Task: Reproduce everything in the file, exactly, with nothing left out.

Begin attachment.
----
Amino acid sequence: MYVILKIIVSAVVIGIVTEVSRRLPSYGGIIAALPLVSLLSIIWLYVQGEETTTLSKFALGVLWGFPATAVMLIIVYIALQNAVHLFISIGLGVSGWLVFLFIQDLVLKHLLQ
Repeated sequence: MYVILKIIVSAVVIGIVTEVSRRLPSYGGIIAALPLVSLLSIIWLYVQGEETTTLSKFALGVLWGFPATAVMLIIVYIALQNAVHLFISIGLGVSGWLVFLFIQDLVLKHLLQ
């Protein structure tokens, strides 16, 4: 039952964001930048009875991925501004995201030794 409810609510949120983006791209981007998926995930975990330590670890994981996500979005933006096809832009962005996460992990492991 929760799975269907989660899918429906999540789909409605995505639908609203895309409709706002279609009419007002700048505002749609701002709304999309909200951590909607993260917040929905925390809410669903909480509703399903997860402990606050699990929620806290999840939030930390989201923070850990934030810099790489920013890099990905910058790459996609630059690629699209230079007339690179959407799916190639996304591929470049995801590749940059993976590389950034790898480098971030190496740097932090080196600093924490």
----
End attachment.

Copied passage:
Amino acid sequence: MYVILKIIVSAVVIGIVTEVSRRLPSYGGIIAALPLVSLLSIIWLYVQGEETTTLSKFALGVLWGFPATAVMLIIVYIALQNAVHLFISIGLGVSGWLVFLFIQDLVLKHLLQ
Repeated sequence: MYVILKIIVSAVVIGIVTEVSRRLPSYGGIIAALPLVSLLSIIWLYVQGEETTTLSKFALGVLWGFPATAVMLIIVYIALQNAVHLFISIGLGVSGWLVFLFIQDLVLKHLLQ
């Protein structure tokens, strides 16, 4: 039952964001930048009875991925501004995201030794 409810609510949120983006791209981007998926995930975990330590670890994981996500979005933006096809832009962005996460992990492991 929760799975269907989660899918429906999540789909409605995505639908609203895309409709706002279609009419007002700048505002749609701002709304999309909200951590909607993260917040929905925390809410669903909480509703399903997860402990606050699990929620806290999840939030930390989201923070850990934030810099790489920013890099990905910058790459996609630059690629699209230079007339690179959407799916190639996304591929470049995801590749940059993976590389950034790898480098971030190496740097932090080196600093924490």